Confronted by one of the biggest and toughest front lines in the nation, the Blue Devils had to adapt to counter the Seminoles’ aggressive post play. And Wednesday night in Cameron Indoor Stadium, No. 8 Duke’s defensive prowess led the team to its fifth win in the ACC.
The 70-56 Duke win was hardly easy, and the Blue Devils had to grind out the victory by switching between man and zone defenses to halt multiple Florida State rallies.
“This was the type of game where you’re playing at home and there’s almost more pressure on you,” head coach Mike Krzyzewski said. “We were a little bit hesitant, but after that our guys played with great character.”
After riding an 11-3 run into halftime, the Blue Devils were confident in both their offensive firepower and defensive sets. However, six minutes into the second half, Duke found itself struggling to keep a surging Florida State team at bay.
Led by the quick freshman guard Michael Snaer, the Seminoles went on a 12-0 streak to bring the game to within four just nine minutes into the second half. At that point, Krzyzewski knew he had to make a defensive alteration to change the flow of the game.
“We went orange [a zone defense inspired by Syracuse’s 2-3 zone] for about five exchanges and got four stops in a row,” Krzyzewski said. “When went to it at that moment, it worked—and we closed out the game.”
This move was the turning point in the game, as the Blue Devils transformed a dwindling four-point lead into a comfortable eight-point advantage in only two minutes.
Duke’s success with the zone defense stemmed from the makeup of the Seminole team. With a heavy reliance on post play, Florida State needed big performances from Chris Singleton, Xavier Gibson and Solomon Alabi to have a chance at defeating Duke. But by switching to the zone, the Blue Devils were able to cut off entry passes into the paint and effectively silence the Seminole big men in the second half. As evidence of the improved defensive effort, Alabi— Florida State’s leading scorer—totaled nine points in the first half, but only five in the second.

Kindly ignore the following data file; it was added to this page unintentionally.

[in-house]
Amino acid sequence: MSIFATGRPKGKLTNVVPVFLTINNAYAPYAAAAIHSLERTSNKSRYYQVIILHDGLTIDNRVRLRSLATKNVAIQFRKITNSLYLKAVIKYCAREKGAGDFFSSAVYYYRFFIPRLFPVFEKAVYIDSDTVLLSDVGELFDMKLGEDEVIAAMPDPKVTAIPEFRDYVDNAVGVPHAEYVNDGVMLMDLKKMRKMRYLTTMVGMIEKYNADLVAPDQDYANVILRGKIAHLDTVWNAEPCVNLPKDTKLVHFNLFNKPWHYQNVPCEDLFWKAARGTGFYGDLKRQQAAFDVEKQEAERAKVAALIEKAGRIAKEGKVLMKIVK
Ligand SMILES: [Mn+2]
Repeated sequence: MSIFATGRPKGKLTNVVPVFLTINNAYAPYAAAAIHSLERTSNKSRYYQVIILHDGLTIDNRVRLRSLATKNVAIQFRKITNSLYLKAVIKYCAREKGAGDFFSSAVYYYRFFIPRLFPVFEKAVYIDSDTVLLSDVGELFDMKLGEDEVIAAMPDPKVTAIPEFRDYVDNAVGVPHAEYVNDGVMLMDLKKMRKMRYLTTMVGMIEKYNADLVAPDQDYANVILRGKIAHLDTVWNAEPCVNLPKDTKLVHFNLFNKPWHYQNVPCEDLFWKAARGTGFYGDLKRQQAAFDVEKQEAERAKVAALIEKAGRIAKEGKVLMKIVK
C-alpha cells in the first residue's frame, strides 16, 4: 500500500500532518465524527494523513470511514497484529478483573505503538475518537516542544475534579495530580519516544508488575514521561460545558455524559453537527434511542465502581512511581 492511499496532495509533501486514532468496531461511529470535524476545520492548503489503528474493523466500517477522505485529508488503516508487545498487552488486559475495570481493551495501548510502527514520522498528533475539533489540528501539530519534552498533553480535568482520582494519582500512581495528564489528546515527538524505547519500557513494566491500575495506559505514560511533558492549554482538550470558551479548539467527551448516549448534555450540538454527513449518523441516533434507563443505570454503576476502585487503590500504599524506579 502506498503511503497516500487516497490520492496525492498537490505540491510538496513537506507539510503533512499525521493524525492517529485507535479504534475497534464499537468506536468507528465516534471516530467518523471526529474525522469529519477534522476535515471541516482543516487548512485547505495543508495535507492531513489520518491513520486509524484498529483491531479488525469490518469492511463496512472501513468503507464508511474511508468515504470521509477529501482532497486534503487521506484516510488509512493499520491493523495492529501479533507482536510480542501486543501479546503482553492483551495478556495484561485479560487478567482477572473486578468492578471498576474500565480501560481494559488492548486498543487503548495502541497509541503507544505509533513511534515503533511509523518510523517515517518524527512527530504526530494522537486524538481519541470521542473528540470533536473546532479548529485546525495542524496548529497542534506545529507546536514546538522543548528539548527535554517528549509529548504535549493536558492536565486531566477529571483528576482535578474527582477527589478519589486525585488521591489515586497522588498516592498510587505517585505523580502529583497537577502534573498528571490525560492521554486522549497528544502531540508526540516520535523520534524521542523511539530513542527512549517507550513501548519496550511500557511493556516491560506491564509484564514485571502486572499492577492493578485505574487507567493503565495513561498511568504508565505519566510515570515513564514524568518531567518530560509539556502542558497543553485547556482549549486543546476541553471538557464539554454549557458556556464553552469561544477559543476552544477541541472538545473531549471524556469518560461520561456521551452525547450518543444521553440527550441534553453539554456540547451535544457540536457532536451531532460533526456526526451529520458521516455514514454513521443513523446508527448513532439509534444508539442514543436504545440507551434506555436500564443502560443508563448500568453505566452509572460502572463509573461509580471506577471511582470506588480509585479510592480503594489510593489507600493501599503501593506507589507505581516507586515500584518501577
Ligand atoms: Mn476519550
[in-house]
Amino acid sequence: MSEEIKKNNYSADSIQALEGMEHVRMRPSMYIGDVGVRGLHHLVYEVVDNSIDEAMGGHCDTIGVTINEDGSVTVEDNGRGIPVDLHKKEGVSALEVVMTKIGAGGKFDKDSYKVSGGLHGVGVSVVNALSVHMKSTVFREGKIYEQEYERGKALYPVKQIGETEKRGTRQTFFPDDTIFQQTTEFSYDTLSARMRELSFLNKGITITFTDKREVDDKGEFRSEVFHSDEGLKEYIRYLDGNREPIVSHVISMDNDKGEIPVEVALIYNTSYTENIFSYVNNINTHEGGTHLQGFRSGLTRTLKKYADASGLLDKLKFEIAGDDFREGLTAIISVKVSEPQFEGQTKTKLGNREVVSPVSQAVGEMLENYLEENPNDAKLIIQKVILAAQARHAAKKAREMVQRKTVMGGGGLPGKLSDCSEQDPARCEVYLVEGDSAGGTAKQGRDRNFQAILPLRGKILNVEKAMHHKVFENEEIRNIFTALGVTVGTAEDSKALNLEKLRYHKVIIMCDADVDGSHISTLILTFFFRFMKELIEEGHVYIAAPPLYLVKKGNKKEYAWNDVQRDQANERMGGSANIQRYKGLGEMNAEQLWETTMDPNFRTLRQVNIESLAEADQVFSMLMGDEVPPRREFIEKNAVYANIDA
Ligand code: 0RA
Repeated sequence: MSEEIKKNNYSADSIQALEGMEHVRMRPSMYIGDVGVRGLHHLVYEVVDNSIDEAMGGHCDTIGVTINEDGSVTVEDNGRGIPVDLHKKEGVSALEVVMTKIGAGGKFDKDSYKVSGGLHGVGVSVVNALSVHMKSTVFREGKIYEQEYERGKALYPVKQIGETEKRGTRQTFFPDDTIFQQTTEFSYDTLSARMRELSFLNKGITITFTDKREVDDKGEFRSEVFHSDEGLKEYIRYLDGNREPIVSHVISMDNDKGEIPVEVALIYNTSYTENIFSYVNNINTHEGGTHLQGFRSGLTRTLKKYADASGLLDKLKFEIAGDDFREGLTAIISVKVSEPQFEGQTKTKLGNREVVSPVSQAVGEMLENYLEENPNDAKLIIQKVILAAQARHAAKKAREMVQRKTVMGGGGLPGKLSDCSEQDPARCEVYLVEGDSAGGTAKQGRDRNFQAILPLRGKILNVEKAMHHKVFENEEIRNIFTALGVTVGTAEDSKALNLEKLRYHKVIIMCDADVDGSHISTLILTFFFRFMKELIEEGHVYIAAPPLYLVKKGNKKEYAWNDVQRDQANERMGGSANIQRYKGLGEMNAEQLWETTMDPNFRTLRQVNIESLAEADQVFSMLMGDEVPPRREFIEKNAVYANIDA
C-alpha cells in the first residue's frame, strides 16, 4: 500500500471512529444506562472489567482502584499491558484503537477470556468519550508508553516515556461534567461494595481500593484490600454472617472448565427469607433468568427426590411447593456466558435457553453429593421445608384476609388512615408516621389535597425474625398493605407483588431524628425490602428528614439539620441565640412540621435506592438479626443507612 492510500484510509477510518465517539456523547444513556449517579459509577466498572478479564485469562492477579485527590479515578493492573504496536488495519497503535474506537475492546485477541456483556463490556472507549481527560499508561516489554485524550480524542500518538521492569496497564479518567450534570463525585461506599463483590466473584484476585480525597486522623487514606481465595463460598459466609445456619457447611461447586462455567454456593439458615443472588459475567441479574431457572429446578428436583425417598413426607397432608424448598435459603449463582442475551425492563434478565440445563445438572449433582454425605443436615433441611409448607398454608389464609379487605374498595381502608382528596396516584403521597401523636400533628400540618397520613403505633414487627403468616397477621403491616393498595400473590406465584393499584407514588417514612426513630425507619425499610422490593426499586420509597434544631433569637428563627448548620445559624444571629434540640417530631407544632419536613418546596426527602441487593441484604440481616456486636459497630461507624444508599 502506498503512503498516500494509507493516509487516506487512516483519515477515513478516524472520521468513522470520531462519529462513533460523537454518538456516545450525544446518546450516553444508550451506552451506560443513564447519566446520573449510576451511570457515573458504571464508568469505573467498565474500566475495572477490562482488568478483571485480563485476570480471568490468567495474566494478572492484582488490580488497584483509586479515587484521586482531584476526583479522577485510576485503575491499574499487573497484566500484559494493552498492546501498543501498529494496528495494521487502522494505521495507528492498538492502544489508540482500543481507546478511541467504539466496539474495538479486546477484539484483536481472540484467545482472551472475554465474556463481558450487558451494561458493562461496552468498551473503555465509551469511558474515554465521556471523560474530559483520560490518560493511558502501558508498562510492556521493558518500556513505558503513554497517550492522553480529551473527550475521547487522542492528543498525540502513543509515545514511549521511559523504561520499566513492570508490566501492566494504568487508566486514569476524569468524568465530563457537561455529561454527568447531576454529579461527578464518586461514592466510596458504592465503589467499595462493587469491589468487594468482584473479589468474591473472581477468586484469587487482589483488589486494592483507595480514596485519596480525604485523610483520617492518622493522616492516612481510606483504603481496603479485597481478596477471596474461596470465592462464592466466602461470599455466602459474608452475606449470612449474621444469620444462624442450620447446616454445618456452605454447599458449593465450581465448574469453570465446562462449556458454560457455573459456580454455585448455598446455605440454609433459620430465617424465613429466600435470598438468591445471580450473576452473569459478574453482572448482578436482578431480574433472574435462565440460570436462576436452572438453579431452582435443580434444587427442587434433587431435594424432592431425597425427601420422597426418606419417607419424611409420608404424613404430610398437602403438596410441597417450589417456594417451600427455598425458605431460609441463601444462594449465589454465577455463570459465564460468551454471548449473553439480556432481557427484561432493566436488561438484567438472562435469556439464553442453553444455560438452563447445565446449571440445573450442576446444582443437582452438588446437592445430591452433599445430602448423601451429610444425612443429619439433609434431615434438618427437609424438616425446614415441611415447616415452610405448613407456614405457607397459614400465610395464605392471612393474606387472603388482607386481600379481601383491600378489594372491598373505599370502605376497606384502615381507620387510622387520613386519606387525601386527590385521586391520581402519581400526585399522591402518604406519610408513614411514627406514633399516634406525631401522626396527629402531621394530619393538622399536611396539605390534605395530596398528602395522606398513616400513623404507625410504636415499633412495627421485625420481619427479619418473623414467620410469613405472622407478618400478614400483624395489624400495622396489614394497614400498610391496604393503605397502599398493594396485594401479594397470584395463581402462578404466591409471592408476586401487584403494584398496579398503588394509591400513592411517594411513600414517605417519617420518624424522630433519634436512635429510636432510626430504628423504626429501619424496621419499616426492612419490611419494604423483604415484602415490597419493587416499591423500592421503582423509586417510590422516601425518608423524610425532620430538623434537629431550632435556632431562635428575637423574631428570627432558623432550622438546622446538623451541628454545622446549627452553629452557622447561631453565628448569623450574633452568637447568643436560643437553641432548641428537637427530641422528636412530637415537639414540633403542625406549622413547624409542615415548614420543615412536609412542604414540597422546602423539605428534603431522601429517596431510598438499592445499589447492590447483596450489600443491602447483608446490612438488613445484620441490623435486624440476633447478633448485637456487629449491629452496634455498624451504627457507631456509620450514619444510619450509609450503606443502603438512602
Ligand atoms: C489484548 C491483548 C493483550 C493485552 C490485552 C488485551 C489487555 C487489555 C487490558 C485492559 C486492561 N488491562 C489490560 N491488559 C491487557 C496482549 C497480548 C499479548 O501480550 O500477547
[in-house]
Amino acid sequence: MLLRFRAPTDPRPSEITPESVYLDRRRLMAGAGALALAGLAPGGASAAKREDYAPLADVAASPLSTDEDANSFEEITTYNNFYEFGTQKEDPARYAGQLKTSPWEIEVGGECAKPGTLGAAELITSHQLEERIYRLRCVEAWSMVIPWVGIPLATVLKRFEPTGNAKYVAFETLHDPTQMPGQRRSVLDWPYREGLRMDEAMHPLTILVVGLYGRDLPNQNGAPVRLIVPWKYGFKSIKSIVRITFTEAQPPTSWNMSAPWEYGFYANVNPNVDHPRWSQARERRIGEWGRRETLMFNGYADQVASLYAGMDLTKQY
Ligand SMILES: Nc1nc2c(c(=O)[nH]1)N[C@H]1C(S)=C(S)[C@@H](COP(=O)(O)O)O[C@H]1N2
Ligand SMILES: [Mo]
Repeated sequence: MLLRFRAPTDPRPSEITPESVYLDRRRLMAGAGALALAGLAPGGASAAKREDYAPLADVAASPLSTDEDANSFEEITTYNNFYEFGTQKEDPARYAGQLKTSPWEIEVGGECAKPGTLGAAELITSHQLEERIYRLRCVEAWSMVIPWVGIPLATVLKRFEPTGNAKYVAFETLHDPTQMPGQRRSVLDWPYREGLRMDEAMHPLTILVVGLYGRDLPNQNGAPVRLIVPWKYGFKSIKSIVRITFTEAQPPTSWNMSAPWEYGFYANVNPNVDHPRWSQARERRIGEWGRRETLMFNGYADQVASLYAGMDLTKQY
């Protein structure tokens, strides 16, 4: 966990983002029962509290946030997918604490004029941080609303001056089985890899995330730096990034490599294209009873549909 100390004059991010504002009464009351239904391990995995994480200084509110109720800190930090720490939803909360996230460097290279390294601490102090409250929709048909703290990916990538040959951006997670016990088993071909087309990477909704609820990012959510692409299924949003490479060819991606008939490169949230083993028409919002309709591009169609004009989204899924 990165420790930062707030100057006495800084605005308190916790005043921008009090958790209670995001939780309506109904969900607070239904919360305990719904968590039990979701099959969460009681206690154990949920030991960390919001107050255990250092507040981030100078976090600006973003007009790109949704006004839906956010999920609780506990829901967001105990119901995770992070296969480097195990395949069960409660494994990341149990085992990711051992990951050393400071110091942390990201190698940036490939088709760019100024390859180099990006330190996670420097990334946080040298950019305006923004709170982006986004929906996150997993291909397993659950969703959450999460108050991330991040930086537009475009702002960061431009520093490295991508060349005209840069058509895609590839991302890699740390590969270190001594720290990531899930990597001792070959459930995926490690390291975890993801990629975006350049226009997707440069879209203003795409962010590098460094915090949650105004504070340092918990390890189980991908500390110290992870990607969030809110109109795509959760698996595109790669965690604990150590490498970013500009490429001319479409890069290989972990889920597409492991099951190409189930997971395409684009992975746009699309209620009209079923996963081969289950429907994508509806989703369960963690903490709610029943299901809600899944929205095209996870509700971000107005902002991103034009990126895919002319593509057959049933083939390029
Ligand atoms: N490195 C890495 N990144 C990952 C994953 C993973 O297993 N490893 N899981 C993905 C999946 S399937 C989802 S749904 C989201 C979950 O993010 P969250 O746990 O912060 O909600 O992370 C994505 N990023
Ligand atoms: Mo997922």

“[Florida State] has a lot of big guys and they know how to play,” center Brian Zoubek said. “They’re really aggressive, especially on the boards. Alabi has a great touch and he played well, but I think we were able to a good job on him and their frontcourt.”
Once the Seminoles adjusted to attacking the zone, Duke switched back to man. The return to man-to-man defense slowed the Seminoles’ successful transition offense and reduced the number of easy baskets.
“We ran the zone really well tonight,” Zoubek said. “We got some key stops and we were able to switch it up a bit to get them off their game. It’s what we do all the time, and it worked well against Florida State.”
This combination of defensive styles forced numerous Florida State mistakes, which the Blue Devils ultimately capitalized on to the tune of 22 points.
Florida State head coach captured it simply after the game: “Duke’s defense was good, no question,” he said.
The Blue Devils won the turnover battle as they have all season, and it continued to make a distinct difference in the outcome of the game. Florida State managed to shoot 43 percent from the field, matching the Blue Devils, but it was the plus-10 turnover differential that allowed the Blue Devils to cruise to a 14-point victory.
“It wasn’t really a pretty game,” Kyle Singler said. “We had to grind it out and make big plays at the end of the game.”
With the size and depth of the Duke frontcourt, the Blue Devils will look to wear down opponents and secure wins for the remainder of the season.
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